During the intense, draining heat of summer, some of my friends start expressing dread of the coming cold. For me, cooler days bring relief. I can always add gloves, hat, heavy jacket, boots, but there is a limit to how much I can strip off and still appear in public.
When coots appear, I know winter is on its way. Our summer is too warm for them too, but when October rolls around they swim on our waters with as much pleasure as I head out on my walks.
Our mallards don’t migrate. They hang out in our waters twelve months of the year, dabbling for food and eyeing passersby to see if they’ve brought treats. This time of year they pair up. They will hang together out until nesting season, when the males lose interest in their partners.
The Great Blue Heron stays all year too. In fall the smaller birds don’t harass bigger species that venture near their nests. So he hangs out a lot on this nesting platform, between bouts of patient watching for fish.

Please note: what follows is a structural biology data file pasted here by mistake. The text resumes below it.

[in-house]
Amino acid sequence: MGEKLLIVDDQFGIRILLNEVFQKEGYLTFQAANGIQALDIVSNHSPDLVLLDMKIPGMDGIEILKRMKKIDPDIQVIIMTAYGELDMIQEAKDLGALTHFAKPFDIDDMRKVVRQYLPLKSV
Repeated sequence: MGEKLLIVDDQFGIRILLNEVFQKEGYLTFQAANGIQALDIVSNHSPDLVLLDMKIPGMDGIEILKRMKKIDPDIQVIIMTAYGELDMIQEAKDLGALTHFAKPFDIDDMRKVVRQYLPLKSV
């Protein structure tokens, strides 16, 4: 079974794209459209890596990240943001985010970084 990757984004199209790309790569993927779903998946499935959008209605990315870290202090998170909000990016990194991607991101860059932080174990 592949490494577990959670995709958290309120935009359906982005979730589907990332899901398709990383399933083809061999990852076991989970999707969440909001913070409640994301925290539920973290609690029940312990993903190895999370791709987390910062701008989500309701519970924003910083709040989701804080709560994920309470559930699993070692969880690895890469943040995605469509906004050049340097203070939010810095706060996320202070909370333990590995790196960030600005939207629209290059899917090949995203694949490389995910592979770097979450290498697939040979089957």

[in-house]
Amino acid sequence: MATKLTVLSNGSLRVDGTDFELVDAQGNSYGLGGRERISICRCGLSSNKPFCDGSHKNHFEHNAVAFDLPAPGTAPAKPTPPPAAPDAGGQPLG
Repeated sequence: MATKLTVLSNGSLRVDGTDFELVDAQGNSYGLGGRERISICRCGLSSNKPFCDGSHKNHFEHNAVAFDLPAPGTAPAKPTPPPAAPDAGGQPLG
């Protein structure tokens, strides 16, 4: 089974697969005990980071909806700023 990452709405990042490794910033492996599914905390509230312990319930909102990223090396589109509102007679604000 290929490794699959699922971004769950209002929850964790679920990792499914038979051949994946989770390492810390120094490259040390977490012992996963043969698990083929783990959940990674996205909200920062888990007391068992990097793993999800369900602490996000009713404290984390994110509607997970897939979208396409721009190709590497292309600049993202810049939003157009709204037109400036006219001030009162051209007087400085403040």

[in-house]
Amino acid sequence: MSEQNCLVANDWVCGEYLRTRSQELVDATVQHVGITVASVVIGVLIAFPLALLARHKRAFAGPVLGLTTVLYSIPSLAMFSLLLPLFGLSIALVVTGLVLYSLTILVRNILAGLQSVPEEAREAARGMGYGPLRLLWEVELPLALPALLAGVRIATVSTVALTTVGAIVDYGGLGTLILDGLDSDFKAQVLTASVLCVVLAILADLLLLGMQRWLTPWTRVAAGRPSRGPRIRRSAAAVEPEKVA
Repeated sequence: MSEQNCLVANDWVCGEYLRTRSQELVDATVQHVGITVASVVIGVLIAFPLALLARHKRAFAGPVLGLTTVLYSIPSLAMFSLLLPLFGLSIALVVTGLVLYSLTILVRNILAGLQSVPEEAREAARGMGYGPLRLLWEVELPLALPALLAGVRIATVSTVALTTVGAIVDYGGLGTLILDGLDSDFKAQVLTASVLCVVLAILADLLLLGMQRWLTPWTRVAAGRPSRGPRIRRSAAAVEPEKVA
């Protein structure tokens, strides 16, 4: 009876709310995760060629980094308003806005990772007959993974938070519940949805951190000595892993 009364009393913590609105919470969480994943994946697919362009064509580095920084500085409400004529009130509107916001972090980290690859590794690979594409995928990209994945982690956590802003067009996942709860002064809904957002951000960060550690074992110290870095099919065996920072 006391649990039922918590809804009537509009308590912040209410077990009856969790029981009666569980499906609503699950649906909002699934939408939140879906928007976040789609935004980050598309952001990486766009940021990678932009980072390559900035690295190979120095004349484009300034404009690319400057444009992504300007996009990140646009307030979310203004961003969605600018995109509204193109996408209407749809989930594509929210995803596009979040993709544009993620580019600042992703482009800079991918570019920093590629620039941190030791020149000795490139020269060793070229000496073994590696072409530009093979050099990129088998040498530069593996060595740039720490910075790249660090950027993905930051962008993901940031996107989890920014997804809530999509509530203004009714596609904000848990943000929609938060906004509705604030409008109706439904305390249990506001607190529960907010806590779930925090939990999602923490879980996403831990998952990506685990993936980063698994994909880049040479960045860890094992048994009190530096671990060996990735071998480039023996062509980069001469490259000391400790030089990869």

Summer flowers die. Grasses and leaves turn yellow, orange and red.
Geese who’ve spent the winter further north settle into our parks. Around three in the morning they waken me with their squabbles over sleeping quarters.
Goldeneye ducks reappear on our waters.
At the end of my walks, a warm, cozy home awaits. Root vegetables, squash, kale and apples reappear in our meals. The great turning completes its cycle of birth, life, death. And somehow that cycle makes me feel peaceful and gives me hope.